2. In our opinion the actual facts have been ascertained by the court of first instance and the lower appellate court has not in any way dissented from such findings of facts. No doubt it has drawn certain legal inferences from those facts. The facts are as follows. The grain pit in question with its contents did in fact exist. It originally was purchased by the plaintiff. It was sold to various persons, and eventually was purchased by the plaintiff as commission agents on behalf of the defendants. It is contended on behalf of the respondents that all these sales were mere paper transactions and that the plaintiffs themselves were all along the owners of the grain pit. This clearly is not so; and is not the finding of either of the courts below. The defendants by their written statement admitted that the plaintiffs were commission agents. They also admitted that the grain pit in question was purchased on their behalf by the plaintiffs as their commission agents. We have looked into the evidence of the principal defendant, Parmanand, and we find that what the learned Subordinate Judge says at page 11 about the transaction is quite justified. It may be assumed for the purposes of the present case that there was very small probability of the defendants ever clearing the grain pit and that the probabilities were that they would resell the contents of the grain pit through the plaintiffs as commission agents, getting the benefit of any rise in prices or suffering any fall. It may also be assumed that the plaintiffs were aware that this was the intention of the defendants. Parmanand in his evidence admits that there were a number of other transactions of a similar nature and that upon one occasion he actually took delivery of grain and cleared the pit. The question that we have to decide is whether under these circumstances the plaintiffs are prevented by the provisions of Section 30 A of the Indian Contract Act from recovering the moneys which they had to pay to the vendor of the grain pit. In our opinion they are not. On the facts stated above the case is very similar to the case of Forget v. Ostigny (1895) A. O. 318 and also to the case of Jagat Narain v. Sri Kishan Das (1910) I. L. R. 39 All. 319. On the principle of these cases it cannot be said that the claim of the plaintiffs is based on an ' agreement by way of wager.'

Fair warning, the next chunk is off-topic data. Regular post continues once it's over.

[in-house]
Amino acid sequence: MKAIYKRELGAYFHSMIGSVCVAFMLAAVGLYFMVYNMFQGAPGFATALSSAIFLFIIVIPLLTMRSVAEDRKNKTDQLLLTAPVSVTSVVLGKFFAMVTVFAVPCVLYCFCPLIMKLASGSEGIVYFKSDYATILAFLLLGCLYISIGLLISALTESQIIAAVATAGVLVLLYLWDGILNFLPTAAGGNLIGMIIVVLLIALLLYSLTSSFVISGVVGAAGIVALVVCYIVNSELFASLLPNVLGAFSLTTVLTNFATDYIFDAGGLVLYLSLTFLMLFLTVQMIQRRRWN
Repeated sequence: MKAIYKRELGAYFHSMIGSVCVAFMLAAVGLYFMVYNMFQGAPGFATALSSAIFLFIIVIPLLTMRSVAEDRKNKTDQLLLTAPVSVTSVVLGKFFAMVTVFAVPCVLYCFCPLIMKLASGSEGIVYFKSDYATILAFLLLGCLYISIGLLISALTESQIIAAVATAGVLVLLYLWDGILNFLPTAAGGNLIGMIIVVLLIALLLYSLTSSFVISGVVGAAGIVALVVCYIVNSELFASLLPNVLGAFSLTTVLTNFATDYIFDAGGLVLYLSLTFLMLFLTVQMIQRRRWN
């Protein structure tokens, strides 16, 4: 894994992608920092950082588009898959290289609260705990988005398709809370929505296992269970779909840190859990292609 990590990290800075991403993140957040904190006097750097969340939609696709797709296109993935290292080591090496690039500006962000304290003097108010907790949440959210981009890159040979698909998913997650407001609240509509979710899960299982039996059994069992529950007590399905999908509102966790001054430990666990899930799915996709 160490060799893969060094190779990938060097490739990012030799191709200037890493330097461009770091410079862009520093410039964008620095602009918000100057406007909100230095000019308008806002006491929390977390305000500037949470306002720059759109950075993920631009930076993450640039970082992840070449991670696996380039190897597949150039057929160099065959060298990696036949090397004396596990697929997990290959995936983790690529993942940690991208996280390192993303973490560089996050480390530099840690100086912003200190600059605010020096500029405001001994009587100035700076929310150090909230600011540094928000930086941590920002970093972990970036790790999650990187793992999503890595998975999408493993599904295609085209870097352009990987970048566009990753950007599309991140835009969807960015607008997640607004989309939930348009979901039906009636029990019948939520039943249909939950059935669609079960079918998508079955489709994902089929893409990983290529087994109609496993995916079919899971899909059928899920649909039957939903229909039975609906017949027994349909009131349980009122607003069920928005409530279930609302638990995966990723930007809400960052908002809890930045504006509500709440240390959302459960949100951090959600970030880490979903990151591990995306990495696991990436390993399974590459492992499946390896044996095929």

3. It is contended that the grain pit was sold unlawfully and without the authority of the defendants. We have looked into the contract, and we find that there was an express provision that, if there was any question as to the solvency of the purchaser and if he failed to pay the balance of the purchase money or to give security, the contents of the pit might be resold. The learned Subordinate Judge; says: ' Parmanand admits that the plaintiffs made demands and that he had no money to pay, and was offering to make itminan. His partner Jwala Prasad made promises of payment but did not or could not keep them. ' Under these circumstances and having regard to the terms of the contract, it is quite clear that the contents of the grain pit were liable to be resold and accordingly the defence on this ground cannot be sustained.

4. The result is that we allow the appeal, set aside the decree of the lower appellate court, and restore the decree of the court of first instance with costs.